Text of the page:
Plans to advertise a horse race on the iconic sails of the Sydney Opera House have prompted outcry among Australians, with critics saying the UNESCO World Heritage site should be protected from commercialization, BBC reports.
The promotion for the Everest Cup is slated to be projected on the building Tuesday after the local premier intervened in favor of the advert.
Those opposed accuse the government of effectively turning the iconic Opera House facade into a billboard for gambling and “animal cruelty.”
“We have a policy that protects our world heritage status,” Louise Herron, chief executive of the Opera House, told Australian radio on Friday.
But she was rebuffed by New South Wales Premier Gladys Berejiklian, who approved an amended, 10-minute projection. Prime Minister Scott Morrison also defended the ad saying it was good for tourism.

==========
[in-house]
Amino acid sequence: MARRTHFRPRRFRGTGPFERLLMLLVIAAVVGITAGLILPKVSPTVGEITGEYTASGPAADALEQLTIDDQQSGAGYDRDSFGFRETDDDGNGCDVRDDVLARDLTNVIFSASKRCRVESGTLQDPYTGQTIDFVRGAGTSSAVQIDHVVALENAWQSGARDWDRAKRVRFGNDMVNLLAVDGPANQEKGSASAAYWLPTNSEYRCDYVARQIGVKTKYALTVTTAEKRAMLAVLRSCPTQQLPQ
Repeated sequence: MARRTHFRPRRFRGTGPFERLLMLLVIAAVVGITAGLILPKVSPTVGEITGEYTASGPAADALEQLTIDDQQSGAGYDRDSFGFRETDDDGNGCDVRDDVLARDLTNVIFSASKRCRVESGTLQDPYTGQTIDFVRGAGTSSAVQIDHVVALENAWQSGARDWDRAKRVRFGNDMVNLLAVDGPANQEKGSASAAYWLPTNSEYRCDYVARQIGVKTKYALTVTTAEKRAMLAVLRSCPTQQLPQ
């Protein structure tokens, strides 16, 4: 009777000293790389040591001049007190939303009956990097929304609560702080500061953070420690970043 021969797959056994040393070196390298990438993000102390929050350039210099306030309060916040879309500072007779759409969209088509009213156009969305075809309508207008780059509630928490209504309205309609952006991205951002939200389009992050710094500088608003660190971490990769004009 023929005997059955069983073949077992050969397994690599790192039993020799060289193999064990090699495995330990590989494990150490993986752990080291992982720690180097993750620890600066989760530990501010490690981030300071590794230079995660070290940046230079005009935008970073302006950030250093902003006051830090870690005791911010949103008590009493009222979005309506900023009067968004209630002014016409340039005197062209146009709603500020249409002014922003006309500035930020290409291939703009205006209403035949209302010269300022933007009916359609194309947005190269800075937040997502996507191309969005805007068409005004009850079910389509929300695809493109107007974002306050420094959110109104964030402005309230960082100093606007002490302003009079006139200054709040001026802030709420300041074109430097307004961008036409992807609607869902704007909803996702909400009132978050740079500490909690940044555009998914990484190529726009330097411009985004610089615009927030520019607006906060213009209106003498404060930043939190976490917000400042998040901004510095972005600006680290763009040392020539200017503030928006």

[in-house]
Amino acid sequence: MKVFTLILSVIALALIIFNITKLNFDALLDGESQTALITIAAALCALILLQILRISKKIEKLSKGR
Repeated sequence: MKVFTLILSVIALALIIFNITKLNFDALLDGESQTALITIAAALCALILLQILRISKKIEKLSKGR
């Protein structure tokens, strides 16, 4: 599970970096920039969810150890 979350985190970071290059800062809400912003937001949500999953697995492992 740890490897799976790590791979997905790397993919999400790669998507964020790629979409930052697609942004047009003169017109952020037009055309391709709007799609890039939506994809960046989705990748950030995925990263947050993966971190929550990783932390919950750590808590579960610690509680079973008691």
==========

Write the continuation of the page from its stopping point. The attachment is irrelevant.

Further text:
“This is one of the biggest events of the year,” Morrison said Sunday. “Why not put it on the biggest billboard Sydney has?”
On Monday, an online petition against the planned advertisement garnered over 190,000 signatures. Nearly 3,000 people plan to attend a “light-based” protest to interrupt the projection on Tuesday.
A spokesman for UNESCO told the Guardian that the World Heritage Center is “looking into this” advertisement, but declined to comment further.
The Sydney Opera House, a multi-purpose performance venue, was designed by Danish architect Jørn Utzon and inaugurated in 1973. The U.N. declared the expressionist building a “masterpiece of 20th Century architecture” and conferred World Heritage status in 2007.
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